Lawyer reviewing terror laws and special powers: Definition of 'terrorism' is too broad

Can sweep up hate criminals, bloggers, journos


The definition of terrorism in current UK law is too broad and should be narrowed to avoid "catching" journalists, bloggers and hate criminals, a top lawyer said today.

David Anderson QC, who is Britain's independent reviewer of terrorism legislation, argued during an interview on the BBC's Radio 4 Today programme this morning that the word "influence" should be removed to prevent the wrong type of offences being caught up in terror law.

He said that instead the legislation should require that terrorists must be shown to "intimidate or coerce or to compel".

An annual report (PDF) was laid before Parliament today in which Anderson urged MPs to review the definition of terrorism "to avoid the potential for abuse," according to the Guardian.

Anderson has separately been tasked with leading an independent review of the capabilities and powers required by police and spooks and the regulatory framework within which that law should be exercised in light of the fast-tracked Data Retention and Investigatory Powers Act (Drip).

He said:

Foolish or dangerous journalism is one thing, terrorism is another. The problem there is the way the bar is set.

It's enough that you're trying to influence the government for political reasons. In most other countries you need to have to intimidate or coerce the government before you can be a terrorist.

One such high-profile case involved David Miranda, the partner of journalist Glenn Greenwald. It's understood that Greenwald is in possession of large amounts of secret files leaked by former NSA sysadmin Edward Snowden.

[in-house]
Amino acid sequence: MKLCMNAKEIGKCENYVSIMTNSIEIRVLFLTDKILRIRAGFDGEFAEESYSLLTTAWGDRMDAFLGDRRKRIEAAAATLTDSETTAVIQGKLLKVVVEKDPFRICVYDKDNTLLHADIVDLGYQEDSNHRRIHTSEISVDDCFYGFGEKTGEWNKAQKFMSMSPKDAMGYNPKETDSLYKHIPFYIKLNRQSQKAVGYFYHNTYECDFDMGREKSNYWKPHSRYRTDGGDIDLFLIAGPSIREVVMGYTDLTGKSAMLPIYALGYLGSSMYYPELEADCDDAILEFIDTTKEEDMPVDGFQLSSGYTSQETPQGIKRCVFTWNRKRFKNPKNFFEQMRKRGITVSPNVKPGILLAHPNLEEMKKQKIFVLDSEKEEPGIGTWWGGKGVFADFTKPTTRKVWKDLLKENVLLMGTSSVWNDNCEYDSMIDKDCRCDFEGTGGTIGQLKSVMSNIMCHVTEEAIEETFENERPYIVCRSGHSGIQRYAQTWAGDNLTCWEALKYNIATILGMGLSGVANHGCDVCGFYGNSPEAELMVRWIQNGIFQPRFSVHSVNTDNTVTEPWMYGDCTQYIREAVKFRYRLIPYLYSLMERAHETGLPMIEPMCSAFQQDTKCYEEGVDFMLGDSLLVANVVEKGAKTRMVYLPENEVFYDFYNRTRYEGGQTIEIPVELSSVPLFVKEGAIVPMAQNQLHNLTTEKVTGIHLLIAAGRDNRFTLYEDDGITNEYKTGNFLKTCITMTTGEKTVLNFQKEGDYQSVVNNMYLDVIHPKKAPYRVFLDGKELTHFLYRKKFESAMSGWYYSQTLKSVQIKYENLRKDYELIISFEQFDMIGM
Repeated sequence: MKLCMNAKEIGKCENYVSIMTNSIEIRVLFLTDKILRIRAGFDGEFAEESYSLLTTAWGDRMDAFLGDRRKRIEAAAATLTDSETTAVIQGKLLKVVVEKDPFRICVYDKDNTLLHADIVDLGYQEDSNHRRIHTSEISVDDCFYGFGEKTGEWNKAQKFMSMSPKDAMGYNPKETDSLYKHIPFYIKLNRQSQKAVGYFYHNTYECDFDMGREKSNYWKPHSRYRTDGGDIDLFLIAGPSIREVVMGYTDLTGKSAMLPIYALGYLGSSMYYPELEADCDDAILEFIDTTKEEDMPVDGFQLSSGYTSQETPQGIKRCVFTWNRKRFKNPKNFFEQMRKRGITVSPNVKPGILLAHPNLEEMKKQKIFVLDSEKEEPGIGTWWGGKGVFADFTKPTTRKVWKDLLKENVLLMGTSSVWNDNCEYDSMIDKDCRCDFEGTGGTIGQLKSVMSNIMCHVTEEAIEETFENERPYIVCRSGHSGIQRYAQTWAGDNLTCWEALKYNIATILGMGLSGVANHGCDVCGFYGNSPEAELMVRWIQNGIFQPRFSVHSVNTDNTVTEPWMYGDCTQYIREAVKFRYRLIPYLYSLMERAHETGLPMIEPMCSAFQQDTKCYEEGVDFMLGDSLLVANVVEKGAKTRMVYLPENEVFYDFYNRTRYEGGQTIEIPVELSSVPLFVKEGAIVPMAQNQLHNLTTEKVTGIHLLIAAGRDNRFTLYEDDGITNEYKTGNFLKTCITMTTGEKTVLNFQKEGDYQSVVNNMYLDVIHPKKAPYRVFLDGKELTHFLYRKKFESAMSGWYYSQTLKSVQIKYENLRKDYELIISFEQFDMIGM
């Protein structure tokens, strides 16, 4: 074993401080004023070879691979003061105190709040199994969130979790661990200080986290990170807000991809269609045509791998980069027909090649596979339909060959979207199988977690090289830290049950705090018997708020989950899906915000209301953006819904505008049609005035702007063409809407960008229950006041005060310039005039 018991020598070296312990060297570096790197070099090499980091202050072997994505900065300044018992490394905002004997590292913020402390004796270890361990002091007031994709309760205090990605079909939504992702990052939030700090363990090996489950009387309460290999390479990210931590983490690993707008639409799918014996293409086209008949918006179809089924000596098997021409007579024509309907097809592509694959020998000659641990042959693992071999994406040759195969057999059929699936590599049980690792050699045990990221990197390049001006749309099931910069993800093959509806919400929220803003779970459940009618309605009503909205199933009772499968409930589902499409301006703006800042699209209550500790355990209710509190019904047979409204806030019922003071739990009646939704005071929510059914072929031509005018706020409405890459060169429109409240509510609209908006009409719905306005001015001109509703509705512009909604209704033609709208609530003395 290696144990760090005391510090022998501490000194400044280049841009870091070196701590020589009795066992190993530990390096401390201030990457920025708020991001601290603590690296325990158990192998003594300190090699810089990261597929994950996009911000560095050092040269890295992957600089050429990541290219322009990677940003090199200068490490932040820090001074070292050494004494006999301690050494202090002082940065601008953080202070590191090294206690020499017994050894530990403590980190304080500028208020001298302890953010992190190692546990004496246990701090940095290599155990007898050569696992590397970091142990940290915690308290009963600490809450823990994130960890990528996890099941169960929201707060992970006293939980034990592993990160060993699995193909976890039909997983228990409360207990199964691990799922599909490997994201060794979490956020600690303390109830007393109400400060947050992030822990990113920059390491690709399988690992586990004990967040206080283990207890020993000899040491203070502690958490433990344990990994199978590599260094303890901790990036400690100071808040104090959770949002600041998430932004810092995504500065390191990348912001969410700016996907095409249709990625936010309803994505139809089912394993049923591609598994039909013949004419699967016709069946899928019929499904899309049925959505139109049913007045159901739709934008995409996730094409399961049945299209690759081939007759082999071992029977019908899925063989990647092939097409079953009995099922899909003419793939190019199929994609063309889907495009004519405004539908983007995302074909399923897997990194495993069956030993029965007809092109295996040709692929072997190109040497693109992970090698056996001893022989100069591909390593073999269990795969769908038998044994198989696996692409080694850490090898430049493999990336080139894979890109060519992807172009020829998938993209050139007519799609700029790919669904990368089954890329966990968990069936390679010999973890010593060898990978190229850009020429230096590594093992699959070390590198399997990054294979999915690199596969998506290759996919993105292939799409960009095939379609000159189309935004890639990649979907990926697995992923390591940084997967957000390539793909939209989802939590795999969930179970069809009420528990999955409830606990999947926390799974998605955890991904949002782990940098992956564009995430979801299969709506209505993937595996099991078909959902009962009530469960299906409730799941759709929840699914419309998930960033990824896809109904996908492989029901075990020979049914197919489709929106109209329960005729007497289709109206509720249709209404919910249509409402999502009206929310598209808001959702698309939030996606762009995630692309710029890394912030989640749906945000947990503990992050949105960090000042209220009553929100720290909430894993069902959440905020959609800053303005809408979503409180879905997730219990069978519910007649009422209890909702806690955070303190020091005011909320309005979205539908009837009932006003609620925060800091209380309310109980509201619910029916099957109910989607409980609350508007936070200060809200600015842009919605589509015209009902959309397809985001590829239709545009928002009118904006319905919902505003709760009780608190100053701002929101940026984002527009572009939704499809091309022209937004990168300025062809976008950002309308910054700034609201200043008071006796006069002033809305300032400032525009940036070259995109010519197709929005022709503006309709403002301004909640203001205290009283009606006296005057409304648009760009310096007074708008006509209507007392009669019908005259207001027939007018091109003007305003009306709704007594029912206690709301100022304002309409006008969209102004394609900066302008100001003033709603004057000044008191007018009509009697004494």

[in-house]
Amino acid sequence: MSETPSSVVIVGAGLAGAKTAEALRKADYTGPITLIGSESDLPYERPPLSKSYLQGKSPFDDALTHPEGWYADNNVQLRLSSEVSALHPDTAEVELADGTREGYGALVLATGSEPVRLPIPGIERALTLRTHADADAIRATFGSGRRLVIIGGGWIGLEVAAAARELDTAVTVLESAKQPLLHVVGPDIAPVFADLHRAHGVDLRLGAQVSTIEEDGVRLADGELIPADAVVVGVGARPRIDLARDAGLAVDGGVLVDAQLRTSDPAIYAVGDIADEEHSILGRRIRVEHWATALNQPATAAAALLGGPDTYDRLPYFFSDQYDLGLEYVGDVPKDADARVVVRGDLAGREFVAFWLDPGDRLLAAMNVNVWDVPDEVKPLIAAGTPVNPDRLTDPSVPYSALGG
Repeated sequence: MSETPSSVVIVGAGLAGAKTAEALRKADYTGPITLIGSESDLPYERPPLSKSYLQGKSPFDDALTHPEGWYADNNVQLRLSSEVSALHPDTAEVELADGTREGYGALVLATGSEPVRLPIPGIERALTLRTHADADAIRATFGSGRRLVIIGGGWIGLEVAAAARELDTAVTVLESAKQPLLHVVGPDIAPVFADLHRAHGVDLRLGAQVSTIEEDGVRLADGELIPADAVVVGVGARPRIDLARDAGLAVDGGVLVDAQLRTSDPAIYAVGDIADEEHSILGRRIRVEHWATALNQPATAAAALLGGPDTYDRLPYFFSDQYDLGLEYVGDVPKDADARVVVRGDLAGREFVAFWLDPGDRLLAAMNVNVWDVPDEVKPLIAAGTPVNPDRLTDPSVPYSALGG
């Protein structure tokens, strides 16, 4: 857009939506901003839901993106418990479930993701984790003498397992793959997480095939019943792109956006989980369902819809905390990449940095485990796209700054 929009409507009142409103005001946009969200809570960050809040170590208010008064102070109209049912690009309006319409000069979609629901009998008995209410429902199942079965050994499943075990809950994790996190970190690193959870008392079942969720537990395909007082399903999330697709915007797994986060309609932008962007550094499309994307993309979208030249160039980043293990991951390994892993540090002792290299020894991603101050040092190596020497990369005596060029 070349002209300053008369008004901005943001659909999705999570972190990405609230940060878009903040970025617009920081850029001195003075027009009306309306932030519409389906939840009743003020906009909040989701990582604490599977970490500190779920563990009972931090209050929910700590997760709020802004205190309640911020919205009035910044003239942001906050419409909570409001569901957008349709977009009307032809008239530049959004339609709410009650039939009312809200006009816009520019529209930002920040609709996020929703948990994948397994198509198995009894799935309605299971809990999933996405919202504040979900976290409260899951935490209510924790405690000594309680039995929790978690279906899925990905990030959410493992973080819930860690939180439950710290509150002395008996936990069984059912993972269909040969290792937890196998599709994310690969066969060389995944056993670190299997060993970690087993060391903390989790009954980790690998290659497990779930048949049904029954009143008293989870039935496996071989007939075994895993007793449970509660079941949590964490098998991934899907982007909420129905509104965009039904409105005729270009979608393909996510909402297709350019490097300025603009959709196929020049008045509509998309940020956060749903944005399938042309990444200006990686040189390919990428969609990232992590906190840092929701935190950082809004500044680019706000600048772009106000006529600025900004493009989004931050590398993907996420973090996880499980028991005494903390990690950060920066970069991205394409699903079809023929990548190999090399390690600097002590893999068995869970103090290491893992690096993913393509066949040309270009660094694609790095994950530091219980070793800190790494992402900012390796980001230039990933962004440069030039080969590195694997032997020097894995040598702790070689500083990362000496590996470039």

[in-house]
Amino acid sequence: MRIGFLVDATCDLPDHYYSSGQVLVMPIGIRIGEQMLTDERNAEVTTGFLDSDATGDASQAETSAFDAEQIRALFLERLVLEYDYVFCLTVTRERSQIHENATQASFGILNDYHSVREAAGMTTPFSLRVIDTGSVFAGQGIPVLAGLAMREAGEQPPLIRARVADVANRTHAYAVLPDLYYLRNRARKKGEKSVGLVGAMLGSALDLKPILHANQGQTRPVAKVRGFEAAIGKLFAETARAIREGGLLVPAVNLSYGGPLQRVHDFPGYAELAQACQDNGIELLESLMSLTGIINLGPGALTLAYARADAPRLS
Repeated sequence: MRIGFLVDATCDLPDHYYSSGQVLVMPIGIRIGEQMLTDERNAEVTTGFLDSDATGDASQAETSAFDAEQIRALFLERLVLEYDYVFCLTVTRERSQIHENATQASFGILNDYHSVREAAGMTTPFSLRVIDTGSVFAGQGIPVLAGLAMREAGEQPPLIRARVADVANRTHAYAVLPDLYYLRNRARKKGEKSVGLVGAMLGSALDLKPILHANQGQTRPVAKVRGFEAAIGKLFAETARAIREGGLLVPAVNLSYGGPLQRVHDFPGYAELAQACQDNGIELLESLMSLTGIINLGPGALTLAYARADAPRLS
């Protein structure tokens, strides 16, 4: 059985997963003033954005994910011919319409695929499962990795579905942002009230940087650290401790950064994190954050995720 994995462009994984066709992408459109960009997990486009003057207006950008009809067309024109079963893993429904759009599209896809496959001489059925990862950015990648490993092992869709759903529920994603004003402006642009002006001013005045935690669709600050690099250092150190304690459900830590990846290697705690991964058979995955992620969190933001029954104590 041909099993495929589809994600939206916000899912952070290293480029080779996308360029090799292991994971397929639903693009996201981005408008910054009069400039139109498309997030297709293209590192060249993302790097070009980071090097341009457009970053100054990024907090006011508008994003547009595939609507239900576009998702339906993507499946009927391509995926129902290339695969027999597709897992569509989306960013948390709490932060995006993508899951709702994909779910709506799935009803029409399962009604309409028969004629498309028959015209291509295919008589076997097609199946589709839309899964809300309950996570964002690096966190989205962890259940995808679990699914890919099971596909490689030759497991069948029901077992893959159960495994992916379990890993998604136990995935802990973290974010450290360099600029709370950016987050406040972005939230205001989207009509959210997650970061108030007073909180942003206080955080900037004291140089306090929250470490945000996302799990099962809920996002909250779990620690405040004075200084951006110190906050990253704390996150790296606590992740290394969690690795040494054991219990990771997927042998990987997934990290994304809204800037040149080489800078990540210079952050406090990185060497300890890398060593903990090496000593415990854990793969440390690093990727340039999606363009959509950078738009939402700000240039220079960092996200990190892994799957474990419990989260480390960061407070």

Miranda, who was carrying classified information on behalf of the Guardian newspaper, was detained at Heathrow airport and interrogated for almost nine hours last August under anti-terrorism legislation while in transit from Germany to Brazil, where he lives with Greenwald.

The detention and interrogation by British police of Miranda was ruled at the time to be legal by a British judge.

But Anderson said this morning that such action was troubling and he argued that it was "more difficult to defend ... the use of anti-terrorism laws for that purpose."

He added: "One might be thinking of official secrets, of espionage, of theft, but it's a bit of a stretch to see somebody like that as a potential terrorist."

MPs will be asked to "revisit" Blighty's current anti-terrorism law to address the broad definition problem. Anderson said that the legislation "fails to distinguish, in all respects, between hate crime and terrorism."

Westminster should narrow the definition, he argued, to help gain public support "for special powers that are unfortunately likely to be needed for the foreseeable future." ®


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